LOS ANGELES -- The Mets, in the words of their general manager, are "relevant" again. Done hanging around baseball's sticky break-even mark, the Mets suddenly find themselves on an upward trend. But to remain relevant (and, in doing so, to remain intact once the non-waiver Trade Deadline has come and gone), they must continue to win series, even without injured shortstop Jose Reyes.
Recently, the going on that front has been breezy. The Mets' 5-3 victory on Wednesday ensured a series victory in Los Angeles, putting them in position to attempt their first four-game sweep of the Dodgers. Ever since their star shortstop -- "the best player in the league," as manager Terry Collins calls him -- strained his hamstring, the Mets have been unbeatable.
"If you would have told me we were going to win without Jose, I would have said, 'How?'" Collins said. "I truly believe these guys, when he went down, they said, 'We've got to rally. We've got to rally around each other and get it done.'"
So they have. Wednesday's victory was largely the work of Jon Niese, who limited the Dodgers to three runs -- and effectively held them to less than that -- over seven innings. If not for umpire Greg Gibson's missed call on a potential double-play ball in the sixth inning, Niese might have allowed less damage -- and perhaps even pitched deeper into the game. As it was, he still won for the fifth time in his last seven decisions, leaning on his curveball more than he had during a recent patch of struggles.
"Our game plan was to work ahead and be aggressive and just mix all of our pitches," Niese said. "If we mixed all of our pitches we could keep them off-balance, and that's what we did."
Continuing to fill in for Reyes at shortstop, Ruben Tejada gave the Mets their most significant offensive boost, doubling home two runs in the sixth against Dodgers starter Hiroki Kuroda. Coming into the game ranked third in the Majors in two-out offense, the Mets scored all five of their runs with two men retired. In addition to Tejada's double, Carlos Beltran -- who finished 2-for-5 with two doubles, extending his hitting streak to 11 games -- scored on a wild pitch with two outs in the sixth, shortly after baiting left fielder Eugenio Velez into a throwing error.
Lucas Duda also doubled home Beltran with two outs in the fourth, and Justin Turner singled home Willie Harris with two outs in the ninth.
"Unless I missed a meeting, it's not something that we sit around and discuss," outfielder Jason Bay said of the two-out offense. "I think it's just a focus thing."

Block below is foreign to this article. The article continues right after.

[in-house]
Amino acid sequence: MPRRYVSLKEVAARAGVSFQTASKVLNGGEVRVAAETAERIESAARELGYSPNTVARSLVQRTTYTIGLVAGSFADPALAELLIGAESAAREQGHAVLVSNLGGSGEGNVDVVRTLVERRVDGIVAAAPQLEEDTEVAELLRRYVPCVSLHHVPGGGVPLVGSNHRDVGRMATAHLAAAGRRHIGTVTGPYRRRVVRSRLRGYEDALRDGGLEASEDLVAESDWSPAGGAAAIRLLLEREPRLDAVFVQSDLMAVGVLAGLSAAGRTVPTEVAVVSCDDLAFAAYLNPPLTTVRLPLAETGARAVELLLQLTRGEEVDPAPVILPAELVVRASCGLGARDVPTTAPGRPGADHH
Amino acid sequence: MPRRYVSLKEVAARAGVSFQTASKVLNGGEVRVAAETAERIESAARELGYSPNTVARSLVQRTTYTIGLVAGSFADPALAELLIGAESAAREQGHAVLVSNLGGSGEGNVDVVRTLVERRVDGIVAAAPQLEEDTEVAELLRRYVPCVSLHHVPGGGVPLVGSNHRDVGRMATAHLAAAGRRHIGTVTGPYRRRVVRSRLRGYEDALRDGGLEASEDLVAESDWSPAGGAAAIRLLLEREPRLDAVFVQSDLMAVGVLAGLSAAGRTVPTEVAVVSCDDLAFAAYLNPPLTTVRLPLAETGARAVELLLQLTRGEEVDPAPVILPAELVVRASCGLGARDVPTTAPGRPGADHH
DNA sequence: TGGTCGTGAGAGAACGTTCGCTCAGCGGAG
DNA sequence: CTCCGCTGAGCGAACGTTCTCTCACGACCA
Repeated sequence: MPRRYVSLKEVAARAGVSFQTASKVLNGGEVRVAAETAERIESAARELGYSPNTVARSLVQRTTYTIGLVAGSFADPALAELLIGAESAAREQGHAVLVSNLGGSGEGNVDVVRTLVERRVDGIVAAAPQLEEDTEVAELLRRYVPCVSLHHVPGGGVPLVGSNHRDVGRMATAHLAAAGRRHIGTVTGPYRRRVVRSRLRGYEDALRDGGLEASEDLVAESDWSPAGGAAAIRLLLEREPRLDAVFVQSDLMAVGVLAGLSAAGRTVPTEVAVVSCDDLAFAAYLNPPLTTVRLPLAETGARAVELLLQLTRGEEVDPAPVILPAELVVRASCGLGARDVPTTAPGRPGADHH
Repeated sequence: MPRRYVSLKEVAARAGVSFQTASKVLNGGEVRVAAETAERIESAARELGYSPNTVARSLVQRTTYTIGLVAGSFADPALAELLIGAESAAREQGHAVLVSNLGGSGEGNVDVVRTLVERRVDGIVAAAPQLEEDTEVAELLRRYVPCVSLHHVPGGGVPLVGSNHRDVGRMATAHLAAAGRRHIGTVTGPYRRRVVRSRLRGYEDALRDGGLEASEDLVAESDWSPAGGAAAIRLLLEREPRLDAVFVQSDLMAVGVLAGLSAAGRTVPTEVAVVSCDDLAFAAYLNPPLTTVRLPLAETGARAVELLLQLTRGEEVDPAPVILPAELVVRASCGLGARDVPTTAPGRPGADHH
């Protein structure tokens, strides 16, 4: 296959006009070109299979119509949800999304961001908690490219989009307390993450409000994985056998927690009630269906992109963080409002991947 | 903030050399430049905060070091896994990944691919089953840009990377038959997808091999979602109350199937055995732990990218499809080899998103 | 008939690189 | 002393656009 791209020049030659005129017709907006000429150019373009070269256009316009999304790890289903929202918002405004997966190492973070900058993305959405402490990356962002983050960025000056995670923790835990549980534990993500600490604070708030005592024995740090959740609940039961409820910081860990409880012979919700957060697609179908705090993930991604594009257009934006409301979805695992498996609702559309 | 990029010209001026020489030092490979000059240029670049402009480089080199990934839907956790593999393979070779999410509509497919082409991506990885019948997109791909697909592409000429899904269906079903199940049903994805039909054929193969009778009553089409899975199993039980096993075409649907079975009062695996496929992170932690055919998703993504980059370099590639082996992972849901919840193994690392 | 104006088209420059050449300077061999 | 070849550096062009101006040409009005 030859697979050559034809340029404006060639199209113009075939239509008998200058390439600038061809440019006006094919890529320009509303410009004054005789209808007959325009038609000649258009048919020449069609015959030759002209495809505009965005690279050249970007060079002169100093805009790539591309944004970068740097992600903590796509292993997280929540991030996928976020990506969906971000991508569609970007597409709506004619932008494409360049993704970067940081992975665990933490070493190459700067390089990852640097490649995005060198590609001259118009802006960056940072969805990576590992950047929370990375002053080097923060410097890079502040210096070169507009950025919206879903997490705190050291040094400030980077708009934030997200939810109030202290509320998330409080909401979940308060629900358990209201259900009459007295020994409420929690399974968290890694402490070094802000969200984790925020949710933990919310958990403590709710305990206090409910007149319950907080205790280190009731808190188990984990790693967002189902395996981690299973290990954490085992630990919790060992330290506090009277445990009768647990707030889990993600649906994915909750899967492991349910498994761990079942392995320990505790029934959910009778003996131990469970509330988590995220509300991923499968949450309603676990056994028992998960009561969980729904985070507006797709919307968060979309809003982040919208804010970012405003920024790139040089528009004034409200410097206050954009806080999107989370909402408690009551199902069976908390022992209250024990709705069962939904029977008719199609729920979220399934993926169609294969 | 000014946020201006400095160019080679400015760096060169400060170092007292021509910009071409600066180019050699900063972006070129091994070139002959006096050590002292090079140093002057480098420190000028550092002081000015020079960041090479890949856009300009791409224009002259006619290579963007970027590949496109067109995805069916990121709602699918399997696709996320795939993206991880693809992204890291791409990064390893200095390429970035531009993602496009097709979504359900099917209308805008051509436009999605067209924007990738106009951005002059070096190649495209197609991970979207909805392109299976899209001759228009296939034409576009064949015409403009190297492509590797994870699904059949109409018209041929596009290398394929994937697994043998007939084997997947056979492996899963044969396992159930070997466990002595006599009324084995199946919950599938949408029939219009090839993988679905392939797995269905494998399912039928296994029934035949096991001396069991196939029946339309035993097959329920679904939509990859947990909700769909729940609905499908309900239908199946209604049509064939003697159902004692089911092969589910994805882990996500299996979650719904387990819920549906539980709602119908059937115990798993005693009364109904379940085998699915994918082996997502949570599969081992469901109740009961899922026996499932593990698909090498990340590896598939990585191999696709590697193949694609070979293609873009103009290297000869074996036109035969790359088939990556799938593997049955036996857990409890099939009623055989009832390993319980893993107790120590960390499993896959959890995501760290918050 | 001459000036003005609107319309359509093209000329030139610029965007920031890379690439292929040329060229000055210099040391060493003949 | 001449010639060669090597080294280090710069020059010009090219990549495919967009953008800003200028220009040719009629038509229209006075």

The magic -- or whatever it is -- may soon run out for the Mets, who are scheduled to oppose a run of as many as seven consecutive All-Star starters beginning Thursday against Clayton Kershaw. Only now they will enter that stretch flush with the confidence of a four-game winning streak, suddenly believing they can hit anyone and everyone.
The Mets were not supposed to survive a recent stretch of three consecutive series against the American League's three first-place teams. They did. They were not supposed to survive the ensuing seven-game West Coast swing. With Wednesday's victory, they've already guaranteed a passable showing.
"We lost Jose," Bay said. "It would have been easy to kind of roll over with all the guys we're missing and just wait to get them back. Guys have stepped up."
"This is the type of team we are," catcher Josh Thole said. "That's the camaraderie we have around here."
The Mets also know that they can't stop now. General manager Sandy Alderson made the trip out West with the Mets, indicating before Wednesday's game that as long as the team continues winning, he will find it difficult to trade away its parts. But a sudden slide -- even against a run of All-Star starters -- could force Alderson to trade Beltran, Jason Isringhausen, Francisco Rodriguez or others.
Wednesday provided a glimpse of what life might look like if the Mets start dealing. After Collins decided to remove Niese from the game after seven innings and 97 pitches, the Mets turned to Bobby Parnell -- not Isringhausen -- for the eighth. Parnell proceeded to blow away the top half of Dodgers manager Don Mattingly's lineup, catching Andre Ethier looking on a 90 mph slider on the outside corner.
If Rodriguez, who closed out the game, is traded, Parnell would likely assume the team's ninth-inning duties. But as long as the Mets remain "relevant," they will not need to discuss such contingencies.
They'll leave that sort of talk to others. As Kuroda, the Dodgers starter, said after Wednesday's game, "It never feels good to lose."
Right now, the Mets wouldn't know.